Dark Skies

Astronomy hinges on collecting and analysing light that has travelled from galaxies, stars, nebulae and planets to Earth. This radiation can travel from billions of light years away, and on the final legs of its journey is distorted by the Earth’s atmosphere. While some of this disturbance can’t be avoided (like clouds), other factors such as light pollution can and should be reduced.

When Siding Spring was chosen as an observatory site, it was partly because of how dark the skies were in the immediate area. To help preserve the dark skies, regulations were put in place, restricting the lighting used in nearby towns and buildings within 100 km of the observatory. Over the years, light pollution from cities, coalfields and sportsgrounds has changed the night horizon dramatically. The bright glow created adversely affects astronomers, but can also disorient migratory birds and disrupt animal reproductive cycles. Only the town of Coonabarabran, which has strong ties to the observatory, has had no increase in their sky-glow, reflecting the goodwill of the residents and the success of the Siding Spring Dark Skies Committee.

An image of light pollution hot spots in NSW

A light-pollution map of NSW. The red cross marks the location of Coonabarabran. Image: AAO

Reducing light pollution is easy – it’s as simple as using efficient LED’s for outdoor lighting, not using excessive lighting, and directing the light down towards the ground instead of up towards the night sky. These are all measures that can be undertaken by local councils and residents, and are more cost effective than wasteful lighting. It’s estimated that bad lighting on a global scale costs billions of dollars. Sadly, almost a fifth of the world’s population can no longer even see the Milky Way when they look at the night sky because of light pollution. As of 2015, the Warrumbungles National Park was in a bid to be recognised by the International Dark Sky Association as a Dark Skies Park, which will help to preserve the skies around the observatory for the future.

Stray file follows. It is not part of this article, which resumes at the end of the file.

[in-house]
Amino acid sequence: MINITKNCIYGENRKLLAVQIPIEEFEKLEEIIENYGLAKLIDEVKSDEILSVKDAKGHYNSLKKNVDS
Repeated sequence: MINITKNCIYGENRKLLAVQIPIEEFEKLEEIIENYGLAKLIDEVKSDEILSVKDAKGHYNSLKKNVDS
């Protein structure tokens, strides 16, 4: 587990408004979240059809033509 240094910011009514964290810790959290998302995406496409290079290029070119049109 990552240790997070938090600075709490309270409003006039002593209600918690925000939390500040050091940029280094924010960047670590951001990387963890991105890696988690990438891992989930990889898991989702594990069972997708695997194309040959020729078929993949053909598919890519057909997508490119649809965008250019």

An image of the horizon as seen from the observatory

Two panoramas of the horizon at night around Siding Spring Observatory. The bottom image
(2014)  shows the increase of light pollution. Image: David Malin

 

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